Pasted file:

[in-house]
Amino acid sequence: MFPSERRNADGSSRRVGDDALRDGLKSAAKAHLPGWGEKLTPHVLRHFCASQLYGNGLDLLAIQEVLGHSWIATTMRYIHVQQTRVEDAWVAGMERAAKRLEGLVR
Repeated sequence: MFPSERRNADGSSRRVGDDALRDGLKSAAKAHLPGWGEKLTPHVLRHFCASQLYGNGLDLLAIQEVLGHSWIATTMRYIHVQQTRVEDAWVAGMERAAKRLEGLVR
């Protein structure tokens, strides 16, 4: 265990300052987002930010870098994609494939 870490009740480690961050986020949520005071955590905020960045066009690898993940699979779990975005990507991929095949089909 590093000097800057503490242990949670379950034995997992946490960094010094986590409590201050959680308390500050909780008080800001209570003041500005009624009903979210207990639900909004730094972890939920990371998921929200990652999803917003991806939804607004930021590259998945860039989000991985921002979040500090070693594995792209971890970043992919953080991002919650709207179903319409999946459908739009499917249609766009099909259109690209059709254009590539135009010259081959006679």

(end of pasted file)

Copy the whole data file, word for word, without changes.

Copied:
[in-house]
Amino acid sequence: MFPSERRNADGSSRRVGDDALRDGLKSAAKAHLPGWGEKLTPHVLRHFCASQLYGNGLDLLAIQEVLGHSWIATTMRYIHVQQTRVEDAWVAGMERAAKRLEGLVR
Repeated sequence: MFPSERRNADGSSRRVGDDALRDGLKSAAKAHLPGWGEKLTPHVLRHFCASQLYGNGLDLLAIQEVLGHSWIATTMRYIHVQQTRVEDAWVAGMERAAKRLEGLVR
């Protein structure tokens, strides 16, 4: 265990300052987002930010870098994609494939 870490009740480690961050986020949520005071955590905020960045066009690898993940699979779990975005990507991929095949089909 590093000097800057503490242990949670379950034995997992946490960094010094986590409590201050959680308390500050909780008080800001209570003041500005009624009903979210207990639900909004730094972890939920990371998921929200990652999803917003991806939804607004930021590259998945860039989000991985921002979040500090070693594995792209971890970043992919953080991002919650709207179903319409999946459908739009499917249609766009099909259109690209059709254009590539135009010259081959006679």